Alexandria Ocasio-Cortez Spearheads Congressional Fight To Restrict Police From Using Tear Gas
On June 10, Rep. Alexandria Ocasio-Cortez along with other Congressional Democrats announced a proposal to outlaw tear gas, given that the police has been using this chemical weapon that causes severe eye and respiratory pain as a control agent on protestors that have been demanding justice for George Floyd, a 46-year-old black man who died at the hands-on a white police officer.
Ocasio-Cortez, D-N.Y., Chuy Garcia, D-Ill., and Reps. Mark Takano, D-Calif are gearing up to present the Prohibiting Law Enforcement Use of Chemical Weapons Act in the House of Representatives on June 11. Ocasio-Cortez took to Twitter to say that tear gas is a chemical weapon that has been banned in war and it is shame that the country leaders decided to use it on their own people last week, adding that it should never happen again.
The police have faced strong criticism for using tear gas among a myriad of other crowd control techniques to stop riots and quell peaceful protests that have spread across America in the wake of Floyd's death. Law enforcement resorted to using chemical agents to disband demonstrators protesting outside the White House on June 1.
After the crowd gathered in a park near the White House was dispersed, the president walked to a church for a photo-op holding a Bible aloft. The White House denied the use of tear gas, but journalists documented demonstrators dispersed forcefully and even found signs of the canisters that were shot at the demonstrators.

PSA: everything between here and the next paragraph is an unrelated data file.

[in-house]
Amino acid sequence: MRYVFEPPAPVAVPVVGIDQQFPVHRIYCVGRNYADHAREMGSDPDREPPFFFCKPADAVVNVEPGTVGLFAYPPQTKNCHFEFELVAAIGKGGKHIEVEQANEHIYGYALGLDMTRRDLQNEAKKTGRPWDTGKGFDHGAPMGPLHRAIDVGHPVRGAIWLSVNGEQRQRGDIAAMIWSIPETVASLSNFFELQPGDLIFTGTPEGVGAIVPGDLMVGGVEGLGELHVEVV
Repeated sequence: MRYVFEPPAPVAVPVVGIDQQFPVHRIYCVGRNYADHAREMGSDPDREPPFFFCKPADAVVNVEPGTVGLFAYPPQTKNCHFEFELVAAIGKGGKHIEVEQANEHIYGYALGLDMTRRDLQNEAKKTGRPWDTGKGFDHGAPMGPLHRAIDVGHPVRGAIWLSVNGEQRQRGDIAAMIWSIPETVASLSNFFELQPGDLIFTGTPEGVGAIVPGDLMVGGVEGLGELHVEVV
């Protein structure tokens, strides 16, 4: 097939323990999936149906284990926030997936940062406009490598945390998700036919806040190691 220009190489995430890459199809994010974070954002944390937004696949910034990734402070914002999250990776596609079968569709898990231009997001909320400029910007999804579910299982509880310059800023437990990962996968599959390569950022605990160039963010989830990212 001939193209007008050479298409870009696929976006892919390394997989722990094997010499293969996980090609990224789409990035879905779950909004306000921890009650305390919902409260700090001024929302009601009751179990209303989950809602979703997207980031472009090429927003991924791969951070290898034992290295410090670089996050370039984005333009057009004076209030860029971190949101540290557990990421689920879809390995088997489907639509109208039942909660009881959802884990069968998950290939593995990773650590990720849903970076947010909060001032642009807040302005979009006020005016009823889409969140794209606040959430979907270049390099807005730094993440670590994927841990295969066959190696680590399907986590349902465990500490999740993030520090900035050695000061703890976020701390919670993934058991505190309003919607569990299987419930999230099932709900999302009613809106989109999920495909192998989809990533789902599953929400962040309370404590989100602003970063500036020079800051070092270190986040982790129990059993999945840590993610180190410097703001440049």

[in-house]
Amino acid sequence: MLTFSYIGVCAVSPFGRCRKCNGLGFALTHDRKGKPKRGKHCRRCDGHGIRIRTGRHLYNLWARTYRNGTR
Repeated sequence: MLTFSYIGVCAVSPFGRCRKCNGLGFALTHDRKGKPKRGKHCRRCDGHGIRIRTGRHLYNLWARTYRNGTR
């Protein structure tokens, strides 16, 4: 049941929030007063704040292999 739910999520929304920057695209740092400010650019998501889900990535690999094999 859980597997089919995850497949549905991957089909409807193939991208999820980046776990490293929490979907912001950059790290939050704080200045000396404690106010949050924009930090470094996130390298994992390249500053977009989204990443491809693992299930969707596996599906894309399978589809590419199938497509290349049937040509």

The legislation restricts federal law enforcement officers from utilizing chemical weapons while policing in America and mandates local and state police departments to refrain from using all chemical weapons to continue receiving federal grant funding. Law enforcement agencies would need to get rid of their canisters of tear gas within just a year.
The lawmakers recalled the 1925 Geneva Protocol that bans the use of tear gas and chemical weapons in a military operation and questioned why the officers have been allowed to use them on journalists and peaceful protesters. They also pointed out that tear gas negatively affects the overall well being of the victim and its continuous use could lead to the spread of coronavirus.
In a statement, García noted that it has been about a hundred years since chemical weapons were banned in warfare, but the police still use those deadly weapons against the communities they are supposed to serve. Ignoring its hazardous impact, police used tear gas to disperse demonstrators and quell peaceful protests across the nation, including Chicago.